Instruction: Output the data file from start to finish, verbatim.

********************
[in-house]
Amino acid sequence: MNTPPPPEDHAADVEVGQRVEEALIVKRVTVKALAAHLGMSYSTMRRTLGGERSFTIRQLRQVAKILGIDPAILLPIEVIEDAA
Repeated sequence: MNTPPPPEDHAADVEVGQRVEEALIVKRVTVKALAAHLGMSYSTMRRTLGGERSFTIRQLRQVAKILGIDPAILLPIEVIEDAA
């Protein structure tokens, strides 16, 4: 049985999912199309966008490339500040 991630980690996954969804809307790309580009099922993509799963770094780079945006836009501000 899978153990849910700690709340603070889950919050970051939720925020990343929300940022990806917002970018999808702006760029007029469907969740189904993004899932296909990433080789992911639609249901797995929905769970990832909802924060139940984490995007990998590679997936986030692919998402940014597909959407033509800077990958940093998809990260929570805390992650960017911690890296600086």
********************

[in-house]
Amino acid sequence: MNTPPPPEDHAADVEVGQRVEEALIVKRVTVKALAAHLGMSYSTMRRTLGGERSFTIRQLRQVAKILGIDPAILLPIEVIEDAA
Repeated sequence: MNTPPPPEDHAADVEVGQRVEEALIVKRVTVKALAAHLGMSYSTMRRTLGGERSFTIRQLRQVAKILGIDPAILLPIEVIEDAA
């Protein structure tokens, strides 16, 4: 049985999912199309966008490339500040 991630980690996954969804809307790309580009099922993509799963770094780079945006836009501000 899978153990849910700690709340603070889950919050970051939720925020990343929300940022990806917002970018999808702006760029007029469907969740189904993004899932296909990433080789992911639609249901797995929905769970990832909802924060139940984490995007990998590679997936986030692919998402940014597909959407033509800077990958940093998809990260929570805390992650960017911690890296600086």